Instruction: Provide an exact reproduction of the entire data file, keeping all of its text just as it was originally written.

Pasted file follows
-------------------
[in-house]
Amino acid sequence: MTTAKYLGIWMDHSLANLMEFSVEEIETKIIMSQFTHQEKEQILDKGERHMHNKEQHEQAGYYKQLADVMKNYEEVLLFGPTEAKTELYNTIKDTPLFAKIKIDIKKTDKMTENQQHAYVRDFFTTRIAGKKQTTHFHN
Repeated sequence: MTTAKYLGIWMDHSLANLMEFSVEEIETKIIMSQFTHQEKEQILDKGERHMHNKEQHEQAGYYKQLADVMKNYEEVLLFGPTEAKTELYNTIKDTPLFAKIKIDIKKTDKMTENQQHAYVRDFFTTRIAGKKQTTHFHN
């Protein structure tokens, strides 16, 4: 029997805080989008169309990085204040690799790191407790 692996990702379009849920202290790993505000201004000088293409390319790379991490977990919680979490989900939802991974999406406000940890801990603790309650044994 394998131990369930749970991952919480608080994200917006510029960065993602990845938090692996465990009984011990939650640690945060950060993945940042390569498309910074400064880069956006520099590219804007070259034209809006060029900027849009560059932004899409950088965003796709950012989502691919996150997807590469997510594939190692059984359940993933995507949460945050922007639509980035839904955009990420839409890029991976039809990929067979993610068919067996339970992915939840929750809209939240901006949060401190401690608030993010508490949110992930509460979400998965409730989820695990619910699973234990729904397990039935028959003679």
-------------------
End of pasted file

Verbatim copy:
[in-house]
Amino acid sequence: MTTAKYLGIWMDHSLANLMEFSVEEIETKIIMSQFTHQEKEQILDKGERHMHNKEQHEQAGYYKQLADVMKNYEEVLLFGPTEAKTELYNTIKDTPLFAKIKIDIKKTDKMTENQQHAYVRDFFTTRIAGKKQTTHFHN
Repeated sequence: MTTAKYLGIWMDHSLANLMEFSVEEIETKIIMSQFTHQEKEQILDKGERHMHNKEQHEQAGYYKQLADVMKNYEEVLLFGPTEAKTELYNTIKDTPLFAKIKIDIKKTDKMTENQQHAYVRDFFTTRIAGKKQTTHFHN
């Protein structure tokens, strides 16, 4: 029997805080989008169309990085204040690799790191407790 692996990702379009849920202290790993505000201004000088293409390319790379991490977990919680979490989900939802991974999406406000940890801990603790309650044994 394998131990369930749970991952919480608080994200917006510029960065993602990845938090692996465990009984011990939650640690945060950060993945940042390569498309910074400064880069956006520099590219804007070259034209809006060029900027849009560059932004899409950088965003796709950012989502691919996150997807590469997510594939190692059984359940993933995507949460945050922007639509980035839904955009990420839409890029991976039809990929067979993610068919067996339970992915939840929750809209939240901006949060401190401690608030993010508490949110992930509460979400998965409730989820695990619910699973234990729904397990039935028959003679």